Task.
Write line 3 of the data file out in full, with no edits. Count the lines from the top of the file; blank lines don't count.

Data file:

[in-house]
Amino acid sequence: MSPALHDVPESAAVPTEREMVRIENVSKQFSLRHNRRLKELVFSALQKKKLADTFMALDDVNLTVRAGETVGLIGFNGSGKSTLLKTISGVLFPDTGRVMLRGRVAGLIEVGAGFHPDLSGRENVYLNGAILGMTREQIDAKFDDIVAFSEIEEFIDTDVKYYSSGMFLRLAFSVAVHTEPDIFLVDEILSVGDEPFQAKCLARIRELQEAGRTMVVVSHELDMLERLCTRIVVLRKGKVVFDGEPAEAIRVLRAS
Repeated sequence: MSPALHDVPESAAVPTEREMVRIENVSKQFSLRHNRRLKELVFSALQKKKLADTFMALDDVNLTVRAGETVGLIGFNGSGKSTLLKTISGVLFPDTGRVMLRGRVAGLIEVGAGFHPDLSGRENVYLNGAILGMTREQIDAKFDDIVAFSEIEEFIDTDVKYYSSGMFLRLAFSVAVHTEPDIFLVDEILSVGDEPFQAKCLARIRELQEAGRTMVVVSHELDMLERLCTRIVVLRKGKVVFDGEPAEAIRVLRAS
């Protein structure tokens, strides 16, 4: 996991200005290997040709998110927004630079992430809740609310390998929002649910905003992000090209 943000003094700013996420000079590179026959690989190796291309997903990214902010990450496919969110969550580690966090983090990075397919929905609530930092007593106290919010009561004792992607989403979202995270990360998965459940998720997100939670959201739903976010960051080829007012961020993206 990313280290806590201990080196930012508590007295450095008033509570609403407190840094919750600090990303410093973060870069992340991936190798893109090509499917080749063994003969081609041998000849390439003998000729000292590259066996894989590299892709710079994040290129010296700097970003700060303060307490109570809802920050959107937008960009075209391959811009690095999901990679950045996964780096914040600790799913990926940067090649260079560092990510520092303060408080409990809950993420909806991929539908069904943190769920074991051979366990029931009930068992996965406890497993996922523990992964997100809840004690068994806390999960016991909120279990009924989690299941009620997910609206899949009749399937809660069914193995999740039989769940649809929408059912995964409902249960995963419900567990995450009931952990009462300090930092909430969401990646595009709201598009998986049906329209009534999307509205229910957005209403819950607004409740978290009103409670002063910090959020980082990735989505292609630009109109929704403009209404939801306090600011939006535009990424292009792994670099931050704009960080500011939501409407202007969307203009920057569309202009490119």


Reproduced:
Repeated sequence: MSPALHDVPESAAVPTEREMVRIENVSKQFSLRHNRRLKELVFSALQKKKLADTFMALDDVNLTVRAGETVGLIGFNGSGKSTLLKTISGVLFPDTGRVMLRGRVAGLIEVGAGFHPDLSGRENVYLNGAILGMTREQIDAKFDDIVAFSEIEEFIDTDVKYYSSGMFLRLAFSVAVHTEPDIFLVDEILSVGDEPFQAKCLARIRELQEAGRTMVVVSHELDMLERLCTRIVVLRKGKVVFDGEPAEAIRVLRAS